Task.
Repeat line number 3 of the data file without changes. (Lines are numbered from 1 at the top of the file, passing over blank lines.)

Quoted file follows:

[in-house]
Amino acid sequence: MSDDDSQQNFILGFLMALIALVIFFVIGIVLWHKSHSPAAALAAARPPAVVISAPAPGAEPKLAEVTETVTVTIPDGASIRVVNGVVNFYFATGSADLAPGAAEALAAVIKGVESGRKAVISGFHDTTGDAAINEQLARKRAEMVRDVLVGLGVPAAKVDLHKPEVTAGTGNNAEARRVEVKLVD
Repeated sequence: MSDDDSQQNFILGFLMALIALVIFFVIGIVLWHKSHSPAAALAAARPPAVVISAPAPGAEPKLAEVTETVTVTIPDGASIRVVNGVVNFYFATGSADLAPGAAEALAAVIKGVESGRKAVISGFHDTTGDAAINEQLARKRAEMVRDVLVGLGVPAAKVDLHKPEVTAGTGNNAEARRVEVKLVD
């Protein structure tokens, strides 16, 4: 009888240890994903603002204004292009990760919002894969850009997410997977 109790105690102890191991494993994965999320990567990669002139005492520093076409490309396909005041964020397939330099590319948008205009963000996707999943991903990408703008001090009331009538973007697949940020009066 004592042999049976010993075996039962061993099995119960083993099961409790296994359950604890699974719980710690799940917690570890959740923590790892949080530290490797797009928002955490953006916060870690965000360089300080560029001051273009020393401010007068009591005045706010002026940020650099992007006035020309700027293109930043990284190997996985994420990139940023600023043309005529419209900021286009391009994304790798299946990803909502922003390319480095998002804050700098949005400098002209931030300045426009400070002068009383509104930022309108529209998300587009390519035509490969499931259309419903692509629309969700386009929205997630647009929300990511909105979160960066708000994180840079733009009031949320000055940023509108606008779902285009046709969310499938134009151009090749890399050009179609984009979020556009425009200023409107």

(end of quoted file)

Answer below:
Repeated sequence: MSDDDSQQNFILGFLMALIALVIFFVIGIVLWHKSHSPAAALAAARPPAVVISAPAPGAEPKLAEVTETVTVTIPDGASIRVVNGVVNFYFATGSADLAPGAAEALAAVIKGVESGRKAVISGFHDTTGDAAINEQLARKRAEMVRDVLVGLGVPAAKVDLHKPEVTAGTGNNAEARRVEVKLVD